Axel Vervoordt imbued the Tuscan palazzo of the internationally famous Labèque sisters, Katia and Marielle, with his unique brand of elemental elegance in the mid-1990’s. Situated inside a fortified medieval city, the pianist duo’s sprawling residence is narrow but high. In the living room, above, Vervoordt mixed carefully selected pieces in unexpected combinations. As so many of Vervoordt’s rooms do, this room is heavy with mood and elicits romantic dreams of a creative life well-lived along the lines of a Merchant & Ivory film. The simple lines of the modern Brian sofa and Nadia club chair of Vervoordt’s design are juxtaposed with an 18th-century gilt Italian Rococo mirror and an 18th-century French wine table. A minimalist cocktail table and a pair of painter’s stools set upon a natural fiber rug allow the “special moments “to elegantly breathe.
An 18th-century Venetian mirror-front cabinet in the living room (far wall in the first photo, and above) holds rock crystal candlesticks by Vervoordt.
Twenty years later this room remains relevant and chic, forever a favorite of mine. The unexpected placement of a sandstone sphere carved by Buddhist monks introduces a dose of drama and scale to the high-ceilinged living room
As simple as this room appears it possesses mood and soul. Perhaps it’s the room itself, a virtual monk’s chamber with lofty ceilings reaching up to the heavens. Or perhaps it is the mix of dining chairs of relative similarity in alternating hues of red, natural, gold and indigo around a rough-hewn dining table set with silver chargers, a scattering of candles, and simple greens and vines flowing from tall necked vases. Of course, it is all of the above.
Up close and personal: the dining table is set with 18th century pewter plates, 19th century silverware and napkins embroidered with mandolins. Of the disparate elements brought together into one space Katia remarked “I am not interested in living in a museum where all the good silverware is stacked away and no one dares drink from ancient glassware. One needs to be respectful of precious objects, but they must be enjoyed.”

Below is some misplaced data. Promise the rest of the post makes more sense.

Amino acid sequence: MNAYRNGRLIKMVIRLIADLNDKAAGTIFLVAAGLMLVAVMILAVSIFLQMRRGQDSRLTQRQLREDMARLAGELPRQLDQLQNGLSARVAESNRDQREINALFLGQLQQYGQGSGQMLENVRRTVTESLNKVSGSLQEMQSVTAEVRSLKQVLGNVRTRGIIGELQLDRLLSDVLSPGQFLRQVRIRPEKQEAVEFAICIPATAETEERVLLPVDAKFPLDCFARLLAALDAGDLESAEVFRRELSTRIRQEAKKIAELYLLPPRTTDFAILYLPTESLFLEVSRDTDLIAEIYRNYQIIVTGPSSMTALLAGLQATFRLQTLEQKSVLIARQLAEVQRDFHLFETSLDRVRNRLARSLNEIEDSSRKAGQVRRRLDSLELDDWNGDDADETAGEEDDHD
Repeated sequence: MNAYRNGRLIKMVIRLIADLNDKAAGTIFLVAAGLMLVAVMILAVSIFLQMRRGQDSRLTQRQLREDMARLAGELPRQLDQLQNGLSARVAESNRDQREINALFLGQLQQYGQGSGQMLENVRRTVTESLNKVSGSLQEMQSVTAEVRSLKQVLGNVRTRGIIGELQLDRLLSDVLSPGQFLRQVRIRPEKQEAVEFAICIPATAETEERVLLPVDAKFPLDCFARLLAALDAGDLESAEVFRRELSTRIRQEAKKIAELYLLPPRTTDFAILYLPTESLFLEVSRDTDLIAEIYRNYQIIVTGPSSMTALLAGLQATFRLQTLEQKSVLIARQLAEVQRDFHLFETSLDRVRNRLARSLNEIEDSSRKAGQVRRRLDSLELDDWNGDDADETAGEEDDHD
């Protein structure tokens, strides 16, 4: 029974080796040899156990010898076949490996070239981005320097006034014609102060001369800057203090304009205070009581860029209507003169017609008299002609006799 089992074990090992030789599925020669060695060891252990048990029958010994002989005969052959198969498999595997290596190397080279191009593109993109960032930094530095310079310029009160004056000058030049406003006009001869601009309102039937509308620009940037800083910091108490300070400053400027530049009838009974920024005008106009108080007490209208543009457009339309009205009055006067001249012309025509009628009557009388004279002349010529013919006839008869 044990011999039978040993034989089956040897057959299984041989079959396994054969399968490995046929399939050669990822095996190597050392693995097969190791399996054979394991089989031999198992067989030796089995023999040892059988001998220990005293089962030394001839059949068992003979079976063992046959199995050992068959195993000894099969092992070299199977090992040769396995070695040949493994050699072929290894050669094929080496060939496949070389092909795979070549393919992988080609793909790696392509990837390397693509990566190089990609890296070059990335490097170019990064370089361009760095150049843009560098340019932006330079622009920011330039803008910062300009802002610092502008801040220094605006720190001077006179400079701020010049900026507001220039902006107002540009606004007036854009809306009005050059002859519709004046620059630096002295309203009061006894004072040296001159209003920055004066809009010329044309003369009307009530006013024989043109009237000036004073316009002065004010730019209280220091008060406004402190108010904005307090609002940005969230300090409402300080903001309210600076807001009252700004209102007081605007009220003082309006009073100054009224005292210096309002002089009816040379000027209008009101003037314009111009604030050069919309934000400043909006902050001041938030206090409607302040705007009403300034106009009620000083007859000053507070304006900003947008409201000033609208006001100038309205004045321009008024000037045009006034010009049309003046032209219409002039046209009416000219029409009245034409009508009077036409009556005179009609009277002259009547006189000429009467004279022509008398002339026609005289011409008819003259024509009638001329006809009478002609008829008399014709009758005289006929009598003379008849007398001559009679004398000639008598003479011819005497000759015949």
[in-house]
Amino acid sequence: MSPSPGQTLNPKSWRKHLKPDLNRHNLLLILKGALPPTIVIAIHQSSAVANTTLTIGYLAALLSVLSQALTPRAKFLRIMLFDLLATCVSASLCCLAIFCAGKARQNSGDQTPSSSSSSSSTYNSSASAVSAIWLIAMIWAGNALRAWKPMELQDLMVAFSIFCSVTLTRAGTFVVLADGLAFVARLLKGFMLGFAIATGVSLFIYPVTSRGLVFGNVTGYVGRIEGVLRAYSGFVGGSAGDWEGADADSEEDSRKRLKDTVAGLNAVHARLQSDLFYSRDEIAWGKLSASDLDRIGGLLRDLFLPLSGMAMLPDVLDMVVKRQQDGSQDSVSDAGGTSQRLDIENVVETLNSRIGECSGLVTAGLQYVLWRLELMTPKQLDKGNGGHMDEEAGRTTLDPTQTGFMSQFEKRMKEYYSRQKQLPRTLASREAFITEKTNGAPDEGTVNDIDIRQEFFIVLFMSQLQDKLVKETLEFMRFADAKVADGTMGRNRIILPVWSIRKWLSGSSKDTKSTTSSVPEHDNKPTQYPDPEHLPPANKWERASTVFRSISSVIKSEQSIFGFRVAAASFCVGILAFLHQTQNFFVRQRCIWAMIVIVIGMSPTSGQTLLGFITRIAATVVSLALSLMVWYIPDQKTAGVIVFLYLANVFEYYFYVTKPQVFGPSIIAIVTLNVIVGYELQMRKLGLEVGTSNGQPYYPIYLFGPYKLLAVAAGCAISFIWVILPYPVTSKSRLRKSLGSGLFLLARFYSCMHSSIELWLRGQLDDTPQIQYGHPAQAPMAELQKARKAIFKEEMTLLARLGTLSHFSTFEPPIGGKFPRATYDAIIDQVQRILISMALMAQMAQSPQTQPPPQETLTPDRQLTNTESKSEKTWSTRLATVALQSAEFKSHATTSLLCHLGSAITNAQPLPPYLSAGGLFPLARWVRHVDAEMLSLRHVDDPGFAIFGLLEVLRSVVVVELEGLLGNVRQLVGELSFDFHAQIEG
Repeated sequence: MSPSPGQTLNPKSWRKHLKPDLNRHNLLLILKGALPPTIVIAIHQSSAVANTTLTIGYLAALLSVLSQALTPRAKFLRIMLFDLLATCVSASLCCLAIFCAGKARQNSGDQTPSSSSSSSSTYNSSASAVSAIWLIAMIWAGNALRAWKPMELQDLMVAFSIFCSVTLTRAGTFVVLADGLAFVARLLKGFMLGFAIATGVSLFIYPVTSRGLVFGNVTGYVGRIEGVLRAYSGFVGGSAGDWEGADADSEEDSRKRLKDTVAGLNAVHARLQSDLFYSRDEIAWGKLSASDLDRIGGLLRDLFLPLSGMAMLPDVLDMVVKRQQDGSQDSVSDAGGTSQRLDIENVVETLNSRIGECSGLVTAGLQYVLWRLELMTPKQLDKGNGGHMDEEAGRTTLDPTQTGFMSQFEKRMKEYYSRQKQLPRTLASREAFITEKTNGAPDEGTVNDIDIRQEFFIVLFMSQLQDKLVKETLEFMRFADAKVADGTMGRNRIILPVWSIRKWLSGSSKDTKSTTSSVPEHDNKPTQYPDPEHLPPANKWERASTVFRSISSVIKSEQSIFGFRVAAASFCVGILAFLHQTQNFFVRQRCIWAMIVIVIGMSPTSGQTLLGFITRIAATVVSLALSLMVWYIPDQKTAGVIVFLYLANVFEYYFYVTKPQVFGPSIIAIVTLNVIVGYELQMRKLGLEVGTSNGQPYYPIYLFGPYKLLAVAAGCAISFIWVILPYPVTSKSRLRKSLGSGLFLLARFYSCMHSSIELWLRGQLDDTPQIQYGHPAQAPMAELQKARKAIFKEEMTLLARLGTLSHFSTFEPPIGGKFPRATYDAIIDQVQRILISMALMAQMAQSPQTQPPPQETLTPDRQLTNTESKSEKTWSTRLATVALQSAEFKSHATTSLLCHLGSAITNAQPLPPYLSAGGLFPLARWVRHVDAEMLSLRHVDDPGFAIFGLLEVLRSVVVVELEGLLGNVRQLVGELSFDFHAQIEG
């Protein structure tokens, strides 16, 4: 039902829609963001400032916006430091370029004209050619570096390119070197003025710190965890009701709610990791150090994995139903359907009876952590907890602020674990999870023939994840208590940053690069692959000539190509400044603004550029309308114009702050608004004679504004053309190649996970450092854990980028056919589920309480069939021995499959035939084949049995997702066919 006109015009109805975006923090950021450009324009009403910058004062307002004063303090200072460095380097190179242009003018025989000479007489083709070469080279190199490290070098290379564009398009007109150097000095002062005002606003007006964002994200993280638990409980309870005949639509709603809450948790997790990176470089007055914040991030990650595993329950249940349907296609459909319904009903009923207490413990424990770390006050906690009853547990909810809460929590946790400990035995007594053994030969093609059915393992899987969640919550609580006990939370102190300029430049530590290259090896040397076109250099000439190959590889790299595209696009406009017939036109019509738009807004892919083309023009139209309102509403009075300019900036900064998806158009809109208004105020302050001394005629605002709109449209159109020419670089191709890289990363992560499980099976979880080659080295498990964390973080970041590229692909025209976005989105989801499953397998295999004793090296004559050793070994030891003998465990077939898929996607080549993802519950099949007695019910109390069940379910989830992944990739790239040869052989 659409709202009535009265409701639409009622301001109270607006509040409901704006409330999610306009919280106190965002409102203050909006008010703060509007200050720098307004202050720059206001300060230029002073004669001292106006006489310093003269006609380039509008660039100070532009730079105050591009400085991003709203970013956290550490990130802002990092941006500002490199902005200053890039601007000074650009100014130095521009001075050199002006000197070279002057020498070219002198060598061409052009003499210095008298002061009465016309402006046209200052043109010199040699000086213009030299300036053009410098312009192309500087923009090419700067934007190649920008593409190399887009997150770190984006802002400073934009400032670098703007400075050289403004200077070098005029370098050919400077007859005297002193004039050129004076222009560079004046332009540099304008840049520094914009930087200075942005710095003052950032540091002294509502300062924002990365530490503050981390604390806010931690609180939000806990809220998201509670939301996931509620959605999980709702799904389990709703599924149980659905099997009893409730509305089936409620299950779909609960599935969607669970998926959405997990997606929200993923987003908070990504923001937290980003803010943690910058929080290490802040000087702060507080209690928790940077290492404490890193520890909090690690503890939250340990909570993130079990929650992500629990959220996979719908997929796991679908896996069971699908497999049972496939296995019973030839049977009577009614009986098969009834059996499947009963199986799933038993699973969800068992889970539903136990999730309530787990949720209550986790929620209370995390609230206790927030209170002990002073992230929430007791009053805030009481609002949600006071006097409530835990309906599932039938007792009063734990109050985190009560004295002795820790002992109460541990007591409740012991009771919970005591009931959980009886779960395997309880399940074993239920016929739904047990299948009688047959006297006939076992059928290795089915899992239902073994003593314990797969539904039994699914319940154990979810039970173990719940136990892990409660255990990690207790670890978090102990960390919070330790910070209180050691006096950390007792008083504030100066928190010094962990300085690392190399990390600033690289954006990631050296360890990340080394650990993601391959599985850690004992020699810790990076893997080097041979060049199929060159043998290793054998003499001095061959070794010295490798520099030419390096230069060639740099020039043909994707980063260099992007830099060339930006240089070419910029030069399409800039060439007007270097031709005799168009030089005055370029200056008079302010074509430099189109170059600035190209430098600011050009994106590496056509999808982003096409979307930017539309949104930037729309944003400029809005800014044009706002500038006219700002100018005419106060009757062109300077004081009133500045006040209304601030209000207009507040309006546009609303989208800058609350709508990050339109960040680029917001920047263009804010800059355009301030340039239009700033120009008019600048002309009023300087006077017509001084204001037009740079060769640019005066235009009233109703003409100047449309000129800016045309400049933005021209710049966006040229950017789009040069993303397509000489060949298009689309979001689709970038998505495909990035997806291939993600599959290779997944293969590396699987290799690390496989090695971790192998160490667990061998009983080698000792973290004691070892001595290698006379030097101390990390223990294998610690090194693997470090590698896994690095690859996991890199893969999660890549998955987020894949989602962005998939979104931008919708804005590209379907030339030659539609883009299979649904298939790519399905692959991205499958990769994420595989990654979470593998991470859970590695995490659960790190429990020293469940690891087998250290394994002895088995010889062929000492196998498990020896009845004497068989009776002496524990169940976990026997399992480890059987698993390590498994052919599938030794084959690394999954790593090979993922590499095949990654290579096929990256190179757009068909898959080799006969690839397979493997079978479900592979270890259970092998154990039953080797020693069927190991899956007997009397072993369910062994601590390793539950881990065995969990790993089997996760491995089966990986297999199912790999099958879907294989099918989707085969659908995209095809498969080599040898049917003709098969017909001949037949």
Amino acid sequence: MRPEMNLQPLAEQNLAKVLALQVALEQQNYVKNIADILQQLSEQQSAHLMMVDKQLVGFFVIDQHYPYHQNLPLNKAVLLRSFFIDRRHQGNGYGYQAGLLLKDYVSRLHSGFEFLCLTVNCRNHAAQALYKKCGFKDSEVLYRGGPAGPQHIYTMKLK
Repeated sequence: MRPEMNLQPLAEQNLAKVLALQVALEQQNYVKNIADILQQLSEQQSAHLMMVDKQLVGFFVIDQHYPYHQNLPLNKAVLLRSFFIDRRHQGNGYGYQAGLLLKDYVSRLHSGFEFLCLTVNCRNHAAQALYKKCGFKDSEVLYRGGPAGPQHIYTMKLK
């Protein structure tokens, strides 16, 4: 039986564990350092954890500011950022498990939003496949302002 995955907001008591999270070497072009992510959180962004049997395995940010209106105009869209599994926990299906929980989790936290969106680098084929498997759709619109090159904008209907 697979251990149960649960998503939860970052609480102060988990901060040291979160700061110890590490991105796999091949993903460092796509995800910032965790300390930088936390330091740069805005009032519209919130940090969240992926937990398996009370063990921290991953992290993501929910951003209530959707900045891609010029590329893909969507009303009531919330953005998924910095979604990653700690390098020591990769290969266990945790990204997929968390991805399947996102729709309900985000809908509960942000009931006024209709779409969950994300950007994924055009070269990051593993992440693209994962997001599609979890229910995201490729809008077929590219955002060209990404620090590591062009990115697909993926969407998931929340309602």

An alternate view of the dining room is confusing, as the arches of the groin vaulted ceiling dip directly above the mantel in this photos, whereas the space above the mantel in the previous photo is considerable. The mantels are not identical so the idea that perhaps two ends of the same room have fireplaces is unlikely. I venture to guess they have either two separate but nearby dining rooms, or they moved the dining room in the first photograph to the room featured above. The appeal is the same so my confusion is a moot point.
A wonderful and massive 18th-century walnut bookcase topped with globes as finials dominates the simply appointed library.
The columned loggia looks out over the garden
A woven bamboo chair meets a French wine table on the loggia.
In another area of the loggia Southeast Asian bamboo chairs are pulled up to a stone garden table.
Katia’s bedroom is draped in silk taffetas, with 18th-century pillows on the bed. The mirror hung off-center is Italian Rococo and a Han vase, on the right, sits on a 17-century Dutch cabinet from Antwerp.
A 17th-century Italian ivory-inlaid ebony cabinet-on-stand is set near French doors framed in gold damask in Katia’s bedroom.
An 18th-century Italian polychrome and parcel-gilt wardrobe is viewed through the doorway of Katia’s sparsely decorated bedroom.
Katia’s frescoed bathroom is the most elaborately decorated room in the house. It’s the small spaces that adapt so well to flights of fancy, jewelry boxes expanded to human scale. And what woman doesn’t appreciate the luxury of a glamorous bathroom? Here I would be tempted to dress for Carnival every day!
Nearing the end of our tour, Under the Tuscan Sun, we will next visit a residence decorated by John Saladino bearing the Tuscan vernacular in Santa Barbara, California.
Photos by Simon Upton from Architectural Digest, May 1992.